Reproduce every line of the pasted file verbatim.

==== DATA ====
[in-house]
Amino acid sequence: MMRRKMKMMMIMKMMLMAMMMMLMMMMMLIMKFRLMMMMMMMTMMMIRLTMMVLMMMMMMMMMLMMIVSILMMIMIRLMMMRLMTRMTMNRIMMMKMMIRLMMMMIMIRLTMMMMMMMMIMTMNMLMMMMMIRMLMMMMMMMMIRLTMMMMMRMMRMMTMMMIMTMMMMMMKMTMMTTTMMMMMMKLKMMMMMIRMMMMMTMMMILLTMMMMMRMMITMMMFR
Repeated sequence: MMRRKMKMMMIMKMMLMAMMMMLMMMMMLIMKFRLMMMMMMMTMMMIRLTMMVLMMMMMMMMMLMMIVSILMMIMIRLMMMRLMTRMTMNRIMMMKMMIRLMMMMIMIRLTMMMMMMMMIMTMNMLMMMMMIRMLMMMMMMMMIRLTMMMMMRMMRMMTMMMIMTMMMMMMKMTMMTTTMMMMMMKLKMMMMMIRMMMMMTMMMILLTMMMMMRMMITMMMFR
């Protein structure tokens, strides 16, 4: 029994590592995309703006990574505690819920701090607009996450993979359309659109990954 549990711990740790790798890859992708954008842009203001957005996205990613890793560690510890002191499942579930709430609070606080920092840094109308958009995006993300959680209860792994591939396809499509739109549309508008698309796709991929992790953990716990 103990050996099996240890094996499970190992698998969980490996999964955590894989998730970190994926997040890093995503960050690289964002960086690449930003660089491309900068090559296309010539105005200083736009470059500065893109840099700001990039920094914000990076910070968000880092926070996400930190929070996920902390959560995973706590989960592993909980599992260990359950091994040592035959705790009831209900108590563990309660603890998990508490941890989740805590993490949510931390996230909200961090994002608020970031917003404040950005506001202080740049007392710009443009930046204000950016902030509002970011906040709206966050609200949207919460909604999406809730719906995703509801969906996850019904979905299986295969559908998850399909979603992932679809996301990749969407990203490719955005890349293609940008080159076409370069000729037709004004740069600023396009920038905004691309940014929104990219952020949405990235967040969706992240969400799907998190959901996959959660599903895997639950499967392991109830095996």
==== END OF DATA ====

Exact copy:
[in-house]
Amino acid sequence: MMRRKMKMMMIMKMMLMAMMMMLMMMMMLIMKFRLMMMMMMMTMMMIRLTMMVLMMMMMMMMMLMMIVSILMMIMIRLMMMRLMTRMTMNRIMMMKMMIRLMMMMIMIRLTMMMMMMMMIMTMNMLMMMMMIRMLMMMMMMMMIRLTMMMMMRMMRMMTMMMIMTMMMMMMKMTMMTTTMMMMMMKLKMMMMMIRMMMMMTMMMILLTMMMMMRMMITMMMFR
Repeated sequence: MMRRKMKMMMIMKMMLMAMMMMLMMMMMLIMKFRLMMMMMMMTMMMIRLTMMVLMMMMMMMMMLMMIVSILMMIMIRLMMMRLMTRMTMNRIMMMKMMIRLMMMMIMIRLTMMMMMMMMIMTMNMLMMMMMIRMLMMMMMMMMIRLTMMMMMRMMRMMTMMMIMTMMMMMMKMTMMTTTMMMMMMKLKMMMMMIRMMMMMTMMMILLTMMMMMRMMITMMMFR
């Protein structure tokens, strides 16, 4: 029994590592995309703006990574505690819920701090607009996450993979359309659109990954 549990711990740790790798890859992708954008842009203001957005996205990613890793560690510890002191499942579930709430609070606080920092840094109308958009995006993300959680209860792994591939396809499509739109549309508008698309796709991929992790953990716990 103990050996099996240890094996499970190992698998969980490996999964955590894989998730970190994926997040890093995503960050690289964002960086690449930003660089491309900068090559296309010539105005200083736009470059500065893109840099700001990039920094914000990076910070968000880092926070996400930190929070996920902390959560995973706590989960592993909980599992260990359950091994040592035959705790009831209900108590563990309660603890998990508490941890989740805590993490949510931390996230909200961090994002608020970031917003404040950005506001202080740049007392710009443009930046204000950016902030509002970011906040709206966050609200949207919460909604999406809730719906995703509801969906996850019904979905299986295969559908998850399909979603992932679809996301990749969407990203490719955005890349293609940008080159076409370069000729037709004004740069600023396009920038905004691309940014929104990219952020949405990235967040969706992240969400799907998190959901996959959660599903895997639950499967392991109830095996």